With such a range of specific and generic skills you will be set for lifelong learning and enjoyment of music.
Graduates of the Bachelor of Music will be:
- Academically excellent as a result of:
- participation in a diversity of teaching and learning modes, including individual tuition, tutorials, masterclasses, performance and concert classes, on-line learning, seminars, large lectures and ensemble experiences
- assessment practices that demand independent thinking, critical analysis and an openness to new ideas
- Articulate and authoritatively informed in musical discourse
- Familiar and competent with research protocols, written and spoken communication skills, and the ethics of scholarship through a program of core and elective academic subjects over three years
- Artistically sophisticated with a high level of understanding of the aesthetic of their discipline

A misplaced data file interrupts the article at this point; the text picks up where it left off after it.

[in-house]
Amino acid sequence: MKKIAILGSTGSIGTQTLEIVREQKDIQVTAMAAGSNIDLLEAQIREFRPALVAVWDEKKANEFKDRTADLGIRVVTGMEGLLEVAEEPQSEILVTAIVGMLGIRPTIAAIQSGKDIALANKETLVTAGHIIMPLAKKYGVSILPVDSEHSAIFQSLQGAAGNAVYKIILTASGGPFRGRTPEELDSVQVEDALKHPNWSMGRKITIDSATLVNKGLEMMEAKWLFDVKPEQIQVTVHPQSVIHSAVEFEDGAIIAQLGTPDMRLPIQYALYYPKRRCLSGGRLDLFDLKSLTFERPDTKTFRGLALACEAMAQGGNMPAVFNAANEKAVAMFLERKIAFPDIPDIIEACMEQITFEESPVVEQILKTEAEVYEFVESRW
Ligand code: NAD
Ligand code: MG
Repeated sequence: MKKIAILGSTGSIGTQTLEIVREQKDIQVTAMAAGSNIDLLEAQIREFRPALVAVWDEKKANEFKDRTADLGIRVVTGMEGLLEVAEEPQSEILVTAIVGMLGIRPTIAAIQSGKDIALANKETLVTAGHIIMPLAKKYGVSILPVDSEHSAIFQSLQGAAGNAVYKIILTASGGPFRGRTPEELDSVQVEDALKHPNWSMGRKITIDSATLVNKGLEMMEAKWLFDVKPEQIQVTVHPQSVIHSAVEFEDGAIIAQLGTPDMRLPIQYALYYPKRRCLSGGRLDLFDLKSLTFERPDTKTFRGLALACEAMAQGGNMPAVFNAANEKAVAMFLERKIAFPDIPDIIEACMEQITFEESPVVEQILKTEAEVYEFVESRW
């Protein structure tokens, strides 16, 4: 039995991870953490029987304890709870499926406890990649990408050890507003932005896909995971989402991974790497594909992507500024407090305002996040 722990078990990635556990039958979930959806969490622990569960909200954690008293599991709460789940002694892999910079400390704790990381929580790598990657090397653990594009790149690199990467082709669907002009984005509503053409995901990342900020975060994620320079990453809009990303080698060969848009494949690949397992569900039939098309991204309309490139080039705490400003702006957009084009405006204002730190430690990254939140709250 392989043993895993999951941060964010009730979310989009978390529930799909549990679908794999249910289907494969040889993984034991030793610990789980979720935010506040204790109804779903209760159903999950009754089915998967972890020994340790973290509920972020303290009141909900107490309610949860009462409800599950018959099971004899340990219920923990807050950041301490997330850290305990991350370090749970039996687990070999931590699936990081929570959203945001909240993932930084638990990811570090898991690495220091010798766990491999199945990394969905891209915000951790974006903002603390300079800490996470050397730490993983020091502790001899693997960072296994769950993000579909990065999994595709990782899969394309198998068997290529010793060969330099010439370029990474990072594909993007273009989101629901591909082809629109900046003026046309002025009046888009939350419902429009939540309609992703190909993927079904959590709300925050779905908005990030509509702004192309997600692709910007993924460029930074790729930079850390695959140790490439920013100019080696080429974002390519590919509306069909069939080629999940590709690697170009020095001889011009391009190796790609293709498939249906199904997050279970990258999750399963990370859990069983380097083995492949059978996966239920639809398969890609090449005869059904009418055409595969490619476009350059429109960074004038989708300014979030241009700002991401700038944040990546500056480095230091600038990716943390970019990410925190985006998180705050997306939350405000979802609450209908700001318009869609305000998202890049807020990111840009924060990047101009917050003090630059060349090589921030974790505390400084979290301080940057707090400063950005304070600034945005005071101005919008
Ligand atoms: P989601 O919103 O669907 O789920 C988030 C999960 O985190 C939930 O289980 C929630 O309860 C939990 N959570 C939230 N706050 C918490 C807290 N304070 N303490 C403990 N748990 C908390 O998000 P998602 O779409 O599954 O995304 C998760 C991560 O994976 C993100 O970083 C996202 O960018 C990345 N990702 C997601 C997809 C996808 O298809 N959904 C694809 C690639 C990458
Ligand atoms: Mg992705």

- Competent across disciplines as a result of:
- participation in a variety of "ways of knowing" within the discipline of music - solo, chamber and orchestral competency; theoretical knowledge of music; historical and contextual knowledge of music; aural acuity
- participation in up to 75 points of breadth subjects
- able to use the interaction of music and other disciplines with creativity and insight
- Community leaders through:
- undertaking and developing new initiatives in community awareness and understanding of the place of music in society
- leadership roles in University and community-based public performances, workshops and outreach programs
- high-level development of teamwork and group dynamic skills through participation in music ensembles
- Attuned to cultural diversity through:
- a raft of academic elective and ensemble opportunities that involve thinking about differences in ways of being musical as well as participating in music from other times and places